About Animal Cloning

Cloning is the term commonly used to refer to a procedure known as somatic cell nuclear transfer (SCNT), the procedure which was first used to create Dolly the sheep in 1996.[1] Since then, researchers have 'copied' a number of different animals, including cows, pigs, goats, horses, mice, rabbits, cats, and dogs.[2] The process is far from perfected, however, with only 1-4 percent of cloning attempts, if any, generally succeeding.[3]

Despite such an abysmal record, there have been increasing efforts to clone animals for food, to clone pet cats and dogs, to clone endangered species and to clone animals for biomedical research.

With 96-99 percent of cloning attempts regularly causing death, deformities, or severe health problems, however, there is widespread recognition in the scientific and medical communities that cloning presents serious risks to the animals involved.[4][5][6][7] But questions about the impact of cloning on animal welfare have yet to be adequately addressed, much less resolved.

The American Anti-Vivisection Society (AAVS) is opposed to animal cloning and is working to ensure that the threats that cloning poses to animal welfare, as well as other pressing moral and ethical questions related to cloning, are fully recognized and addressed.

As a result, AAVS has launched two campaigns to educate the public, media, and legislators about animal cloning. End Animal Cloning seeks to keep meat and milk products from cloned animals and their offspring out of the human food and animal feed supply. No Pet Cloning seeks to protect both animals and people from being exploited by companies attempting to ‘bring back’ a deceased companion animal.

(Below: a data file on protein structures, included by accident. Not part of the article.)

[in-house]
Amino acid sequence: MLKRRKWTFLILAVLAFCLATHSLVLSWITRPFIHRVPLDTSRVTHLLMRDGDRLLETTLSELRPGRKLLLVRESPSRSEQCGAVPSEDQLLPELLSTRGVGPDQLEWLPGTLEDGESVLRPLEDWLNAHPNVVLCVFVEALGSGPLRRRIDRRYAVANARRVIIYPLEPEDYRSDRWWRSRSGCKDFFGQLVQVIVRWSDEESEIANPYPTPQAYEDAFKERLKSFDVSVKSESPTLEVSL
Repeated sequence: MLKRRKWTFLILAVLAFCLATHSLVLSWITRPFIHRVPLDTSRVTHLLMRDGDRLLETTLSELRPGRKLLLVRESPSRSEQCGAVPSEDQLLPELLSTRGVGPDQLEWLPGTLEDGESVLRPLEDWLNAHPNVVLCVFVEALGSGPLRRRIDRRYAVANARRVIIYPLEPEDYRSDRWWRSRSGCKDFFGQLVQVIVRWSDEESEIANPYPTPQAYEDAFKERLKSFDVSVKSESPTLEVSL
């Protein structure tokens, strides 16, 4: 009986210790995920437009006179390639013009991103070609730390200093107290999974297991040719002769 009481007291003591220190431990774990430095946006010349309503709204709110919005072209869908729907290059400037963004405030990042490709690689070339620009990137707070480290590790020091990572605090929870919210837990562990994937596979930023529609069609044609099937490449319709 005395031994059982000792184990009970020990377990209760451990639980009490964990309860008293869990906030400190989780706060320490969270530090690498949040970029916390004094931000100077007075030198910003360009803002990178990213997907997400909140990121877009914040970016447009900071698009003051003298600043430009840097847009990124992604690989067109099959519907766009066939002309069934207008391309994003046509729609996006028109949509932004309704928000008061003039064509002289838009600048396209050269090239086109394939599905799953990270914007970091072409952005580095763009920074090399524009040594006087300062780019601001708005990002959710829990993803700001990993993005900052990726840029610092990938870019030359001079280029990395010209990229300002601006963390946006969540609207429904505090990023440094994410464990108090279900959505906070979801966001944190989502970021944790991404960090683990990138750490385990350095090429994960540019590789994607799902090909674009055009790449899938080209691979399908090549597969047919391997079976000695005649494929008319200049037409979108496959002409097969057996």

Cloning is a remarkably inefficient and unpredictable technology that devalues animal life, treating these complex, sentient beings as mere commodities. We encourage you to support our efforts to protect animals from the threats of cloning. Please visit our campaign websites to learn more about cloned foods and pet cloning and what you can do to get involved.


References:

[1] Campbell, K.H., McWhir, J., Ritchie, W.A., and Wilmut, I. (1996). Sheep cloned by nuclear transfer from a cultured cell line. Nature, 380, 64-66.

[2] Ortegon, H., Betts, D.H., Lin, L., Coppola, G., Perrault, S.D., Blondin, P., et al. (2007). Genomic stability and physiological assessments of lived offspring sired by a bull clone, Starbuck II. Theriogenology, 67(1), 116-126.

[3] Paterson, L. (2002). Somatic Cell Nuclear Transfer (Cloning) Efficiency. Retrieved Oct. 2006 from http://www.roslin.ac.uk/downloads/webtablesGR.pdf

[4] Ortegon, et al. (2007). See note 2.

[5] Heyman, Y., Chavatte-Palmer, P.,Berthelot,V., Fromentin, G., Hocquette, J.F.,Martignat, L., and Renard, J.P. (2007). Assessing the quality of products derived from cloned cattle: An integrative approach. Theriogenology, 67(1), 134-141.

[6] Chavatte-Palmer, P., Remy,D., Cordonnier, N., Richard, C., Issenman, H., Laigre, P., et al. (2004). Health status of cloned cattle at different ages. Cloning and Stem Cells, 6(2), 94-100.

[7] Jaenisch, R. (2004). Human Cloning ­ The Science and Ethics of Nuclear Transplantation. New England Journal of Medicine, 351, 2787-2791. http://content.nejm.org/cgi/content/extract/351/27/2787


RELATED CONTENT

Be Active for Animals
Support TLC for Chimps
Support aavs's sanctuary fund
Shop AAVS
Support AAVS
Ending the Use of Animals in Science